Home-schooling during the Pandemic pause
The pandemic pause has caused a lot of changes, one of them being the closure of schools. Home-schooling gave us all some challenges and some lessons to learn. I think I learnt as much as the kids. Disabled dad was a lot less anxious about his virus fears knowing the children were all home safe. Working with the kids so closely was the bonus. Working with the online system the schools were using, was the greatest challenge. I had to find out just what kind of online education possibilities exist. There had to be something better. I discovered a neat Australian company that really blew me away, Open Learning.
The official pause of school at the start of term 2, is when the real home-schooling eye-opener’s began. Our high-schooler’s worked fine through provided work and constant communication via emails and the occasional zoom session. Apart from the occasional question and checking in, they pretty much handled it on their own. We all kept in touch with teachers and overall the school were really supportive and all went rather smoothly.
Of course it helps if you have two lovely children that are self-organised, self-disciplined, responsible and best mates. However, I am sure that many parents did not have the same kind easy-going experience I had with teenagers.
Public education systems online learning sucked!
Despite my girls strengths for learning online learning did pose them some challenges. Subjects like maths were more difficult than others. There is a major advantage to having someone show you how an equation is solved, rather than just trying to figure it out yourself from a textbook and some notes.
High school already involved a lot of computer work and teachers placing things on line for students to access. Primary school, however, was completely unprepared for online education. I know it was short notice but OneNote was ridiculous. It was unresponsive at times, non-interactive and totally lacking in providing a quality educational experience. All instructions were in small text and with a child that has just learned to read it was impossible to expect our daughter to be able to do any of her work at all without doing it all with her. Worse, she didn’t find it fun or engaging… not exactly instilling a love of learning!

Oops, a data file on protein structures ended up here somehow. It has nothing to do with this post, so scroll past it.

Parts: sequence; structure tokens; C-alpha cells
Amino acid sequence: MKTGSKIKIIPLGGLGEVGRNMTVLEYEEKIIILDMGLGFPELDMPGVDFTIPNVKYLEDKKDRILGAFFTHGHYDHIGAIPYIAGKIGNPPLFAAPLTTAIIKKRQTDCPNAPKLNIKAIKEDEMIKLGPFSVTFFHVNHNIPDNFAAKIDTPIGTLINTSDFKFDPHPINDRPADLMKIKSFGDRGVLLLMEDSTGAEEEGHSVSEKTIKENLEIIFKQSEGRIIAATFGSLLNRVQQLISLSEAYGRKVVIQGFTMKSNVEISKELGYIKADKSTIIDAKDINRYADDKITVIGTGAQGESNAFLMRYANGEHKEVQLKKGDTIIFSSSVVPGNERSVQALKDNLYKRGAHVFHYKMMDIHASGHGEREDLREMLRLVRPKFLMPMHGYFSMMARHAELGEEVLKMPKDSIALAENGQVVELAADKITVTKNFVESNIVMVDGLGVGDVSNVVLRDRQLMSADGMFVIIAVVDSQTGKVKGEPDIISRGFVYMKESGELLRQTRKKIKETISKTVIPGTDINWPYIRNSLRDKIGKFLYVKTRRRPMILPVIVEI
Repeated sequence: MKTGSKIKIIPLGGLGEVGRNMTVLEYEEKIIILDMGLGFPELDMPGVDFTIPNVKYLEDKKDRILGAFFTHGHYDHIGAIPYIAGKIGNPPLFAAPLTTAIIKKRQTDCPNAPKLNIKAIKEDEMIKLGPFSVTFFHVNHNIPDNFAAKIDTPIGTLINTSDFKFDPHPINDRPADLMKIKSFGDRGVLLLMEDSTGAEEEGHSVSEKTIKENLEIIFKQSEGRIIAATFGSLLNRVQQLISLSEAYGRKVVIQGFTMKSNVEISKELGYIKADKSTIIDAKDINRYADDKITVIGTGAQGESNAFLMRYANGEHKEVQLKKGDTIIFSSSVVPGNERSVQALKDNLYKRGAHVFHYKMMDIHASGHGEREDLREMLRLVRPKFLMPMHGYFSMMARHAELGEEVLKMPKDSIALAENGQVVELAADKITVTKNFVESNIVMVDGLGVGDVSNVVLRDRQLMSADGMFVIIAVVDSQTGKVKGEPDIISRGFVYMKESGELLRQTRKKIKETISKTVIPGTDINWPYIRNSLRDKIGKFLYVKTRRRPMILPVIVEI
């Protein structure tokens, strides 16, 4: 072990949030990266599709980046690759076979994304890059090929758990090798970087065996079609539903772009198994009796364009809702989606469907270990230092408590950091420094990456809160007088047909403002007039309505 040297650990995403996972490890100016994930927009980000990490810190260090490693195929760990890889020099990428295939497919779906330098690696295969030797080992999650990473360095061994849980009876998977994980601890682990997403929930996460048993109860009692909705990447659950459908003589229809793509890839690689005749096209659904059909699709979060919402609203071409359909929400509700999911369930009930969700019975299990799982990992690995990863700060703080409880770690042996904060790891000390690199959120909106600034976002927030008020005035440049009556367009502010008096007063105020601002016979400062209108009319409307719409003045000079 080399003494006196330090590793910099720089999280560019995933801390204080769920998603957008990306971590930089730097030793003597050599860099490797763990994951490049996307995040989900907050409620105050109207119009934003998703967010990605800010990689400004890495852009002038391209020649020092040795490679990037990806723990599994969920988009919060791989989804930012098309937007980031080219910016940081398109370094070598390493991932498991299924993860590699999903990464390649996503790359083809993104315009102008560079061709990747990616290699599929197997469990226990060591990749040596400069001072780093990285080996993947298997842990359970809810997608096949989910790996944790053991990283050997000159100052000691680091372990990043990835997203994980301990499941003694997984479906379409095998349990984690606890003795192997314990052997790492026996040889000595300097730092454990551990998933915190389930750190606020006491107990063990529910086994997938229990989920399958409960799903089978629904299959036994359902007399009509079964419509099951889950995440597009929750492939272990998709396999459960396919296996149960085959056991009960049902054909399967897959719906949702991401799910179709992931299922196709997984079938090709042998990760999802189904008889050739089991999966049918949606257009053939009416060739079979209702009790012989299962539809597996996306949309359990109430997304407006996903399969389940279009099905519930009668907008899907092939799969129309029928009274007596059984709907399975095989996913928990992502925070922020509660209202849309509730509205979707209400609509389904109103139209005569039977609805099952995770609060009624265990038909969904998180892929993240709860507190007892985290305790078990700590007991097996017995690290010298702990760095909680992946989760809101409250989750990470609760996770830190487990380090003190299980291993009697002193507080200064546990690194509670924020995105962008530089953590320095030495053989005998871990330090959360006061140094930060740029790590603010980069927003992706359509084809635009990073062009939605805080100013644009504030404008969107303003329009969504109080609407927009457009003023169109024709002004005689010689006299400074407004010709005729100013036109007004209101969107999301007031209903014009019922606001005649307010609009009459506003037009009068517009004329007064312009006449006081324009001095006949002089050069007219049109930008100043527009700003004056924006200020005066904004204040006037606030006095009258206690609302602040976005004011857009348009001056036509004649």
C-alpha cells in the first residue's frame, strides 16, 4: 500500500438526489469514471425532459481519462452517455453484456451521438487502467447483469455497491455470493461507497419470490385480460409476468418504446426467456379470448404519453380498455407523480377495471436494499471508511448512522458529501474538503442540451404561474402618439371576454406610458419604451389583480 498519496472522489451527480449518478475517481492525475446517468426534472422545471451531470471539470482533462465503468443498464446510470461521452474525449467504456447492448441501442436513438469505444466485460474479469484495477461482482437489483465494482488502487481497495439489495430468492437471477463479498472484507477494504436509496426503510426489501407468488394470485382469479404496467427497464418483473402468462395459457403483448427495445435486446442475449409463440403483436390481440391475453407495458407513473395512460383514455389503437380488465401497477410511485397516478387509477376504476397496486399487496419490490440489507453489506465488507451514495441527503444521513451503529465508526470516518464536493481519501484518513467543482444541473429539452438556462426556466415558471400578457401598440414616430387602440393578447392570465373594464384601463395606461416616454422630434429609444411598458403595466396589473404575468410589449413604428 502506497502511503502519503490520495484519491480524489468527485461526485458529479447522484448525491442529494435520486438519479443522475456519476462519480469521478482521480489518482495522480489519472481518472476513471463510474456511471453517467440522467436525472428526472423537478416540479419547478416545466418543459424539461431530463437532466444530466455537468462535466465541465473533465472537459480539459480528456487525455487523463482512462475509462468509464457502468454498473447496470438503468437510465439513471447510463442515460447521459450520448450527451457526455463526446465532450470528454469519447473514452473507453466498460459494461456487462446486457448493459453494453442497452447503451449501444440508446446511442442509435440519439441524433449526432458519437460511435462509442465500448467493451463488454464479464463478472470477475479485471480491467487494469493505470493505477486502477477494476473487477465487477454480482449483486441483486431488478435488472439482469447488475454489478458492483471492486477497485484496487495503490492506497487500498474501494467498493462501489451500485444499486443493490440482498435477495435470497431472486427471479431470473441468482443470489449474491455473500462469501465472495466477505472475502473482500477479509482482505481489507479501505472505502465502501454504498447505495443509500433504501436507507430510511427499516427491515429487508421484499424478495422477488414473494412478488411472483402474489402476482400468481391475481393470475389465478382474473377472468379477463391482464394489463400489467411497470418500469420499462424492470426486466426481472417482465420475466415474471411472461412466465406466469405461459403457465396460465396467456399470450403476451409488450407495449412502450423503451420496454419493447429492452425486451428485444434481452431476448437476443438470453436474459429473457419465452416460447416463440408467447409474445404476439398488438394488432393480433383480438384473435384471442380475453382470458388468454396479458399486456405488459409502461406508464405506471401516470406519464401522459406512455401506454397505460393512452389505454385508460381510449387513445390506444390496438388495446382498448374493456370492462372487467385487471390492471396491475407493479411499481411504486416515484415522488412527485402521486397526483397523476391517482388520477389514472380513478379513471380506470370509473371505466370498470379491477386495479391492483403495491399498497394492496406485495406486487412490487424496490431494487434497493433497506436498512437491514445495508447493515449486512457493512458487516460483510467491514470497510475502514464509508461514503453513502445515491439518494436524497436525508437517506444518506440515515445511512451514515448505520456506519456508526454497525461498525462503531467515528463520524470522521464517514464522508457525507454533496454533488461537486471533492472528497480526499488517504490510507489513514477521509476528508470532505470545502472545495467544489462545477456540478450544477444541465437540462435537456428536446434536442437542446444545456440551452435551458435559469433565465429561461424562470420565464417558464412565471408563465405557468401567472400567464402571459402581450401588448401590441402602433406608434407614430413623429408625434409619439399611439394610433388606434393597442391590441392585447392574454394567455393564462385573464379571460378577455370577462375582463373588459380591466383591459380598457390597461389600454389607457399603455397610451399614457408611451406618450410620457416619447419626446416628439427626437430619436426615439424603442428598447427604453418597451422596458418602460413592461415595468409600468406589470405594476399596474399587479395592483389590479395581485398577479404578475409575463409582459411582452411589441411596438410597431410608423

The pandemic pause and its acceleration of the online education field (and the primitive OneNote and email situation) led me to look around at what is really available in online education. This is where I came across Open Learning. An Australian company (ASX:OLL) miles ahead of the rest in providing online courses and software as a service (SaaS) platforms for educational institutions to use to offer online learning to their students.
Could Open Learning be the answer to my children’s home-schooling needs?
These people are really thinking ahead as to not only what education of the future will look like but what the workforce of the future will look like. Some of the top quality institutions that are partnered with OLL (Australian Catholic University, UNSW, Charles Sturt University, University of Newcastle, amongst others, and many prominent overseas universities) clearly reveal the level of faith in the future of the company. I don’t want to be a sales pitch for Open Learning so I will provide some links below if you really want to check them out.
I was most impressed with the CEO’s (Adam Brimo) understanding of the need for creating and supporting critical thinking. Also of collaborative educational opportunities and using social feedback to promote learning. Listening to Brimo gave me hope for the education system of the future and the kind of learning my children could be engaging in.
I actually got excited for a second about the home-schooling possibilities when I found out that Open Learning had partnered with a not-for-profit company called High Resolves. This gave them instant access to the K-12 younger education market.
I believe so. However, I underestimated the stuck-in-their ways, slow move of the public education system. I stupidly believed that the pandemic pause might have got them looking longer term too. Especially seeing as we are a long way from the virus going away or being cured, if at all.
So, I either:
- I send my children back into the fray of public education. More hazardous now due to a highly contagious virus that is unpredictable. A virus that seems to have unknown long-term health consequences. That has unknown effects upon adults and children;
- or I persist with home-schooling the way it has been going the last couple of months, inefficient and limited.
I wish I had the choice of keeping my children safe, and keeping them educated. It would sure help with getting on with life. Helping their disabled Dad’s anxiety attacks would help a lot too. His vulnerable health situation leaves him really struggling.
Where to from here?
The pandemic pause has allowed us all to stop for a second and really think about where we are going. Who are we really, and what are our priorities? What kind of a future do we want? As individuals, families, businesses, and as humans beings…. all in it together on this wonderful planet of ours? How we learn and how we work are just two aspects of our lives that need some serious review.
Personally I don’t want to go back to how things were as frankly it could be so much better. I don’t even want to go to a “new normal”. I think we should all use this opportunity for real change and to develop a broader vision. In education, a vision like Open Learning’s is a good start.
This pandemic is an opportunity to create a better, brighter, smarter, more sustainable, more connected future. This is an opportunity to make a “new amazing” or even a “new extraordinary”. That is the kind of future we owe our children!
P.S. May 2020
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